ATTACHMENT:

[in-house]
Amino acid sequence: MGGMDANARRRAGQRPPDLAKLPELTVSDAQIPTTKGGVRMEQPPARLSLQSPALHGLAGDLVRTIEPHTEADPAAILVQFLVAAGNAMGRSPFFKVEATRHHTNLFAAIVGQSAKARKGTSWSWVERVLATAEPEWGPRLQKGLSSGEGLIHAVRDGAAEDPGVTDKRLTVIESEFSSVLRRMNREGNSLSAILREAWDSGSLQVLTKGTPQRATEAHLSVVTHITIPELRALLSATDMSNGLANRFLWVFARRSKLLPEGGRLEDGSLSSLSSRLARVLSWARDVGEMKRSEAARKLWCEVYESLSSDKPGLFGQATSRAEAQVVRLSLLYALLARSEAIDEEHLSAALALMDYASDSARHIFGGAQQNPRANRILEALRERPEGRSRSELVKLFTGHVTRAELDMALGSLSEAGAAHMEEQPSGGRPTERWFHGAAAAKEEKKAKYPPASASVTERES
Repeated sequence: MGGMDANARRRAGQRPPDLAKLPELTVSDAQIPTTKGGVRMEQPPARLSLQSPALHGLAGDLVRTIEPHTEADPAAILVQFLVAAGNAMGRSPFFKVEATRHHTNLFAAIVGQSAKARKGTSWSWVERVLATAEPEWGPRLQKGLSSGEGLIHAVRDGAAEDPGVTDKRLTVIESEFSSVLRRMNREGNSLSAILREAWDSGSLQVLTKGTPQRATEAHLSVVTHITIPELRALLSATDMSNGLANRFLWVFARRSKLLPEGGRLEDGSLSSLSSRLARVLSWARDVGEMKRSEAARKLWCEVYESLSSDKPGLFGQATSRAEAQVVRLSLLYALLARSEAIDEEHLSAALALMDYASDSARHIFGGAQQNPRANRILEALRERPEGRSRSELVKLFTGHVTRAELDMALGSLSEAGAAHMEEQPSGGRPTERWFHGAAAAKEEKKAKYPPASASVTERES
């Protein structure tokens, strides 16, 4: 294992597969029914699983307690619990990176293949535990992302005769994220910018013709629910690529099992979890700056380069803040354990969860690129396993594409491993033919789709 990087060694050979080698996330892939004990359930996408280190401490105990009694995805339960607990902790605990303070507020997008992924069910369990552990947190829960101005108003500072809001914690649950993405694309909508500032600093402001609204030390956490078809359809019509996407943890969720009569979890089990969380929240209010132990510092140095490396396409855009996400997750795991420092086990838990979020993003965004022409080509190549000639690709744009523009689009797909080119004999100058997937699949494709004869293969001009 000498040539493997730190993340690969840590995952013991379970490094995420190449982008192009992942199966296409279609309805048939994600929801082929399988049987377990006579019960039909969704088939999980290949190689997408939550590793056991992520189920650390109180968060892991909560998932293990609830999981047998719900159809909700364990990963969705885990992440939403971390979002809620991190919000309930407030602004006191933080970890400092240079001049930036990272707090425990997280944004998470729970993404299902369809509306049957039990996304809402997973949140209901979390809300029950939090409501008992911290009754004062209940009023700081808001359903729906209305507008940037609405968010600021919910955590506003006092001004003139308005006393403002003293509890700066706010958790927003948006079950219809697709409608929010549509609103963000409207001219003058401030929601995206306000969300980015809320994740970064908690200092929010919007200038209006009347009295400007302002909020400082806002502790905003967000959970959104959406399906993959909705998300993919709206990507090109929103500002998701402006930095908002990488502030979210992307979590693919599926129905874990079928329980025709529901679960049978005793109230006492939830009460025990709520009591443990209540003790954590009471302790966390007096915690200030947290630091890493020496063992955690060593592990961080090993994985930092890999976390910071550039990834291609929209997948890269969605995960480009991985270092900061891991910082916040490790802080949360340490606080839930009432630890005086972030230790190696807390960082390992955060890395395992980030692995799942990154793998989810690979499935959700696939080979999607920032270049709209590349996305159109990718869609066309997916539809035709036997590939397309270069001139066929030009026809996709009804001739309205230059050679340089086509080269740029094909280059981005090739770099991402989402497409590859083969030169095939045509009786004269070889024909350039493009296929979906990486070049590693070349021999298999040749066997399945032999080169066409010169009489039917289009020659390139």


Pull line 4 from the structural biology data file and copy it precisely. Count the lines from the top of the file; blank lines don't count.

């Protein structure tokens, strides 16, 4: 294992597969029914699983307690619990990176293949535990992302005769994220910018013709629910690529099992979890700056380069803040354990969860690129396993594409491993033919789709 990087060694050979080698996330892939004990359930996408280190401490105990009694995805339960607990902790605990303070507020997008992924069910369990552990947190829960101005108003500072809001914690649950993405694309909508500032600093402001609204030390956490078809359809019509996407943890969720009569979890089990969380929240209010132990510092140095490396396409855009996400997750795991420092086990838990979020993003965004022409080509190549000639690709744009523009689009797909080119004999100058997937699949494709004869293969001009 000498040539493997730190993340690969840590995952013991379970490094995420190449982008192009992942199966296409279609309805048939994600929801082929399988049987377990006579019960039909969704088939999980290949190689997408939550590793056991992520189920650390109180968060892991909560998932293990609830999981047998719900159809909700364990990963969705885990992440939403971390979002809620991190919000309930407030602004006191933080970890400092240079001049930036990272707090425990997280944004998470729970993404299902369809509306049957039990996304809402997973949140209901979390809300029950939090409501008992911290009754004062209940009023700081808001359903729906209305507008940037609405968010600021919910955590506003006092001004003139308005006393403002003293509890700066706010958790927003948006079950219809697709409608929010549509609103963000409207001219003058401030929601995206306000969300980015809320994740970064908690200092929010919007200038209006009347009295400007302002909020400082806002502790905003967000959970959104959406399906993959909705998300993919709206990507090109929103500002998701402006930095908002990488502030979210992307979590693919599926129905874990079928329980025709529901679960049978005793109230006492939830009460025990709520009591443990209540003790954590009471302790966390007096915690200030947290630091890493020496063992955690060593592990961080090993994985930092890999976390910071550039990834291609929209997948890269969605995960480009991985270092900061891991910082916040490790802080949360340490606080839930009432630890005086972030230790190696807390960082390992955060890395395992980030692995799942990154793998989810690979499935959700696939080979999607920032270049709209590349996305159109990718869609066309997916539809035709036997590939397309270069001139066929030009026809996709009804001739309205230059050679340089086509080269740029094909280059981005090739770099991402989402497409590859083969030169095939045509009786004269070889024909350039493009296929979906990486070049590693070349021999298999040749066997399945032999080169066409010169009489039917289009020659390139």